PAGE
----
A collection of seasonal recipes and stories

moosewood’s cauliflower cheese pie

For nearly four months this blog has languished here, neglected and forlorn, half-heartedly attempting to entice passersby with embarrassingly out-of-season recipes for things like zucchini and raspberries and — good lord — rhubarb.  It’s not the blog’s fault, really. In September I started an awesome new job and, awesome though it is, it required some settling in to.  Then all of a sudden it was Thanksgiving, followed immediately by the inevitable Christmas craziness — a month-long stretch during which we saw our pizza dude far more frequently than I care to admit.  On the rare occasions that I found time to make something worth mentioning here, I looked at my calendar and realized it would be weeks before I was likely to do so again.

But I have things under control now.  For the past month I’ve managed to cook almost every night.  Real meals.  Made from actual food!  Last week I signed up for Eat Your Books, a handy-dandy new website that allows me to search the index of every cookbook I own in a matter of seconds.  As I contemplated a lone head of cauliflower yesterday, Eat Your Books informed me that my library contains 99 recipes for cauliflower — a whole world of possibilities.  And from that world of possibilities I selected a recipe I’ve made a dozen times before.  Hey, baby steps.

Moosewood’s Cauliflower Cheese Pie worked its way into my repertoire five years ago, when  a recipe for a slimmed-down version of it appeared in The Washington Post.  I wasn’t much of a fan of cauliflower at the time — I’d had steamed cauliflower and raw cauliflower, and I found them equally unappetizing.  But this recipe involved cheese and garlic and — be still my beating heart — a crispy potato crust.  I made it that night with my mom, and then the two of us made a rather unladylike production of devouring the whole damn thing.

It’s been a cool weather staple ever since, which is hardly surprising considering how freakin’ good it is.  It starts with the aforementioned crispy potato crust and ends, as all good things do, with cheese.  In between there’s cauliflower — tender, pan-roasted, and flecked with bits of garlic and caramelized onion.  All of this is bound together by the soft custard of a mere two eggs and a splash of milk.  It’s crispy and comforting and sweet and nutty and cheesy, and when my mom called last night it was bubbling away in the oven.  “Oh yum,” she gushed, “yum, yum, yum.”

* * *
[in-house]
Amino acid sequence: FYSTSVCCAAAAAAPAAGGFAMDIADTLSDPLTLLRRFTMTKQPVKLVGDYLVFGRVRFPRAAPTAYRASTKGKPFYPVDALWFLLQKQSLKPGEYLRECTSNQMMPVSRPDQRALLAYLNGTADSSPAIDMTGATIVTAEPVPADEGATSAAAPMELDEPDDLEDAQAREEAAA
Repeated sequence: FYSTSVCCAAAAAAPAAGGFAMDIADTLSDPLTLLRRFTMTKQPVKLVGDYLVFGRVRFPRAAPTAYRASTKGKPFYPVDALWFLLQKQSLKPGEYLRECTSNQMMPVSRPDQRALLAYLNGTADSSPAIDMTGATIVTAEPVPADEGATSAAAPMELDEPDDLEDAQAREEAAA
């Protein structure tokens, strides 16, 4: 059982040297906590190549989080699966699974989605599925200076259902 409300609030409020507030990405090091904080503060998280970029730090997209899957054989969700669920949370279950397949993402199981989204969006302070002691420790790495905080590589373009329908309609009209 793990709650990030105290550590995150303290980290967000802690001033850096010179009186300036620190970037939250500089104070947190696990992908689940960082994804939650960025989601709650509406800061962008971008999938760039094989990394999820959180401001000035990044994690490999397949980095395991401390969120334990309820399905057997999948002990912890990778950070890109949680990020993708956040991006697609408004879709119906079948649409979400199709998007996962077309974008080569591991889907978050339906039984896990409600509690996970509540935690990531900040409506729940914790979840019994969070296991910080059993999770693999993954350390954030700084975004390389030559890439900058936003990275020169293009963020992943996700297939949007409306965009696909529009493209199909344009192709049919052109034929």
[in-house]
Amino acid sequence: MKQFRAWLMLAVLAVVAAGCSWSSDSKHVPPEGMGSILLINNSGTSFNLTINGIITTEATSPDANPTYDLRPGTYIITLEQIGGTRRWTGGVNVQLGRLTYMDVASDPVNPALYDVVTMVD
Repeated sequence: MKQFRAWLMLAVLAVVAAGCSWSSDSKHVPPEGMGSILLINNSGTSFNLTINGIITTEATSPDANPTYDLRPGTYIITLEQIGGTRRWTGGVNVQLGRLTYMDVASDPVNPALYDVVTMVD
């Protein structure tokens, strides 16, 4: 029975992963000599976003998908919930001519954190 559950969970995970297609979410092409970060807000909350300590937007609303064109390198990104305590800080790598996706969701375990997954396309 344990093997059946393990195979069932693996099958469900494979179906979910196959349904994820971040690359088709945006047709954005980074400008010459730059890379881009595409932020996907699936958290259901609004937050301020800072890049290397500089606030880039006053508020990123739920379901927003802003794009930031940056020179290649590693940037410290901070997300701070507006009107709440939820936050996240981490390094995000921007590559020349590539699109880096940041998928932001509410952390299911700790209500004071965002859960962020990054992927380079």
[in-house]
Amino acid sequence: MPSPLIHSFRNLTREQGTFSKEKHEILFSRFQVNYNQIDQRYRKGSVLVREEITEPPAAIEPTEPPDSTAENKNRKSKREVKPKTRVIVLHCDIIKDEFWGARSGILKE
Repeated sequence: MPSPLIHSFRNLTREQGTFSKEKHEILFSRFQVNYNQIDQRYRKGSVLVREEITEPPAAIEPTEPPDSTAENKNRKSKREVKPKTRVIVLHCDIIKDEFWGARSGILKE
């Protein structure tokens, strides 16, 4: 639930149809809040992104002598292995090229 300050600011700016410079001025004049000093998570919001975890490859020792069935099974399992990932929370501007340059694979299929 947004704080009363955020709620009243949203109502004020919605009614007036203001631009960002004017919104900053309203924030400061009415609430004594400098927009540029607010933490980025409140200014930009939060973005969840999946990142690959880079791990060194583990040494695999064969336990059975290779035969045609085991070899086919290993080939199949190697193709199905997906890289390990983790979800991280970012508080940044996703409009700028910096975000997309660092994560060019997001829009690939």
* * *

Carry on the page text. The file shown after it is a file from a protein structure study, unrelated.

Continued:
Cauliflower Cheese Pie
from Mollie Katzen’s The New Moosewood  Cookbook, via The Washington Post
(serves, um, 2)

for the crust

2 c. grated raw potato (from 2-3 peeled potatoes)
½ t. salt
1 egg white, beaten
¼ c. grated onion

for the filling

1 T. olive oil
1 c. diced onion
2 cloves garlic, minced
½ t. salt
freshly ground black pepper
¼ t. dried thyme
½ t. dried basil
1 head cauliflower, broken into florets
1 c. (4-5 oz.) grated cheddar cheese
2 eggs
¼ c. milk

1) Preheat the oven to 400°F and generously oil a 9″ pie dish.  Seriously, be generous.  This is the difference between ending up with the crispy potato crust attached to your pie and the crispy potato crust attached to your pie dish.

2) Keeping each separate, grate the cheese, then the potatoes, then the onion using a food processor or box grater.

3) To make the crust, place the grated potatoes in a colander and toss them with the salt.  Wait ten minutes, then squeeze out the excess water.  A salad spinner works well for this, or you can wring the potatoes out in a dishtowel.  Stir together the potatoes, egg white and onion in a large bowl, then pat the mixture evenly into your pie dish , building them up the sides to form the crust.

4) Bake for 30 minutes, then brush the crust lightly with olive oil and bake for 10 more minutes.  Remove from oven and lower the temp to 375°F.

5) While the crust bakes, heat 1 T. olive oil in a large saute pan over medium heat.  Add the onion, garlic, salt, pepper (to taste) and herbs and sauté for about 5 minutes until the onions are translucent.  Add the cauliflower and stir well to coat.  Cover and continue cooking, stirring occasionally, until the cauliflower is tender, 8-10 minutes.  Add a tablespoon of water if the cauliflower begins to stick to the pan.